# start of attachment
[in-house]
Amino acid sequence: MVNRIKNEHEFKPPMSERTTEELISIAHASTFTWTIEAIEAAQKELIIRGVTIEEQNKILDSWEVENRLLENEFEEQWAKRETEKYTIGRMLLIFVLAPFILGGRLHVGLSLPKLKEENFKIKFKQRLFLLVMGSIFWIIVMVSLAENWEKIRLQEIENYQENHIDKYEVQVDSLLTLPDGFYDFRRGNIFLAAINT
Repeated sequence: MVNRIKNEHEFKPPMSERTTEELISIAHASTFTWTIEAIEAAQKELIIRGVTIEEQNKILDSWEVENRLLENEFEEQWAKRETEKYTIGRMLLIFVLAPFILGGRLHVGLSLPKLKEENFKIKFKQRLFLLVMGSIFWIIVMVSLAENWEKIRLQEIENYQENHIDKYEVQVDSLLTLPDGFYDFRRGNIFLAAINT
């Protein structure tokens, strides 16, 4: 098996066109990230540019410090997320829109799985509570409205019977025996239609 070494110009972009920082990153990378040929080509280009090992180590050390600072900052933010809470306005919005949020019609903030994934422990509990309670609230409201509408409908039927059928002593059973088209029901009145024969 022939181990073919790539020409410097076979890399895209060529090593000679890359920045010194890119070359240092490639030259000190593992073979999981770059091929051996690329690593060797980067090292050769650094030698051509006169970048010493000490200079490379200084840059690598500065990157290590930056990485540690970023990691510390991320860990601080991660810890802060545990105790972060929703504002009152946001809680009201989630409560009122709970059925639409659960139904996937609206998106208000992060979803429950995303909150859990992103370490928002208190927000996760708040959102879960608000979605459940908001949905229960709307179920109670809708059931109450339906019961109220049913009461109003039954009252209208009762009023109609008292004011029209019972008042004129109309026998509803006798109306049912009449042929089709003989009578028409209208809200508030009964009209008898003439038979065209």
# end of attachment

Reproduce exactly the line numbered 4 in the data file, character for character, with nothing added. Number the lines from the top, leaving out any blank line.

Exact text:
């Protein structure tokens, strides 16, 4: 098996066109990230540019410090997320829109799985509570409205019977025996239609 070494110009972009920082990153990378040929080509280009090992180590050390600072900052933010809470306005919005949020019609903030994934422990509990309670609230409201509408409908039927059928002593059973088209029901009145024969 022939181990073919790539020409410097076979890399895209060529090593000679890359920045010194890119070359240092490639030259000190593992073979999981770059091929051996690329690593060797980067090292050769650094030698051509006169970048010493000490200079490379200084840059690598500065990157290590930056990485540690970023990691510390991320860990601080991660810890802060545990105790972060929703504002009152946001809680009201989630409560009122709970059925639409659960139904996937609206998106208000992060979803429950995303909150859990992103370490928002208190927000996760708040959102879960608000979605459940908001949905229960709307179920109670809708059931109450339906019961109220049913009461109003039954009252209208009762009023109609008292004011029209019972008042004129109309026998509803006798109306049912009449042929089709003989009578028409209208809200508030009964009209008898003439038979065209």